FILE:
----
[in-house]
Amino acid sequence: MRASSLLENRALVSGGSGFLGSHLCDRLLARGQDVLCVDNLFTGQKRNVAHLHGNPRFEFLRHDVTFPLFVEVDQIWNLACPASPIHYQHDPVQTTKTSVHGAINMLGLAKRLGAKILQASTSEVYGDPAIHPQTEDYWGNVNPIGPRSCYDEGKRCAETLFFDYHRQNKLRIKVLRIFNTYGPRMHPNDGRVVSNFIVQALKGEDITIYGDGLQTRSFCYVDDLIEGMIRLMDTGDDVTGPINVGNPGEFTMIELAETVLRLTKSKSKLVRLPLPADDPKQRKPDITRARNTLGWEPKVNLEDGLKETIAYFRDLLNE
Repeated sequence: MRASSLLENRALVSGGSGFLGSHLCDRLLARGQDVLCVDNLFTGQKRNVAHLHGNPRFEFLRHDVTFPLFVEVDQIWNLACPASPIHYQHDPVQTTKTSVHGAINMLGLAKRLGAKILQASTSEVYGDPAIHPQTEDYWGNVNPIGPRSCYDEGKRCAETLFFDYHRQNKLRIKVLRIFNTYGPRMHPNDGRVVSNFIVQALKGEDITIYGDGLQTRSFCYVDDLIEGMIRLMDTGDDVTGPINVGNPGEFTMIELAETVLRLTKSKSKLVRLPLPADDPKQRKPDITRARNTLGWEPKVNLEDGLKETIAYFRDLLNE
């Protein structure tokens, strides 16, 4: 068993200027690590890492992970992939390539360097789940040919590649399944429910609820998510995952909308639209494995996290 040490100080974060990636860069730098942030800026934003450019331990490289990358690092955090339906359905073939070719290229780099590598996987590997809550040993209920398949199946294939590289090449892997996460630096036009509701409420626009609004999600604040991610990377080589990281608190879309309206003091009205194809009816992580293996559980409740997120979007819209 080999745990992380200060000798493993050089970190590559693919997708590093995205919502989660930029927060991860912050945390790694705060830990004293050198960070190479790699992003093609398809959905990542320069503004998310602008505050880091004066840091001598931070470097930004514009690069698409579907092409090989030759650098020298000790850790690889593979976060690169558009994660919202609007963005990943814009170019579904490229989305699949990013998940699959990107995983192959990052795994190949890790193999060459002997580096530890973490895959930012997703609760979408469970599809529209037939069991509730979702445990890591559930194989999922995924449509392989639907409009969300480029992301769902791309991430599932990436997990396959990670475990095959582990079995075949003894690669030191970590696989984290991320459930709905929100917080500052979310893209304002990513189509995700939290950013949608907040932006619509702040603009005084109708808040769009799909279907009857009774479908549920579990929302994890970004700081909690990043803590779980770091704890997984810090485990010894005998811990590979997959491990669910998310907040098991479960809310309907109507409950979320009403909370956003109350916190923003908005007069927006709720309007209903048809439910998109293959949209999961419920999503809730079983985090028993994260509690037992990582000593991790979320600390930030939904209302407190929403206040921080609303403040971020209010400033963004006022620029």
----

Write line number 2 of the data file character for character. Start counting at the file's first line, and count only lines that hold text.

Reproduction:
Amino acid sequence: MRASSLLENRALVSGGSGFLGSHLCDRLLARGQDVLCVDNLFTGQKRNVAHLHGNPRFEFLRHDVTFPLFVEVDQIWNLACPASPIHYQHDPVQTTKTSVHGAINMLGLAKRLGAKILQASTSEVYGDPAIHPQTEDYWGNVNPIGPRSCYDEGKRCAETLFFDYHRQNKLRIKVLRIFNTYGPRMHPNDGRVVSNFIVQALKGEDITIYGDGLQTRSFCYVDDLIEGMIRLMDTGDDVTGPINVGNPGEFTMIELAETVLRLTKSKSKLVRLPLPADDPKQRKPDITRARNTLGWEPKVNLEDGLKETIAYFRDLLNE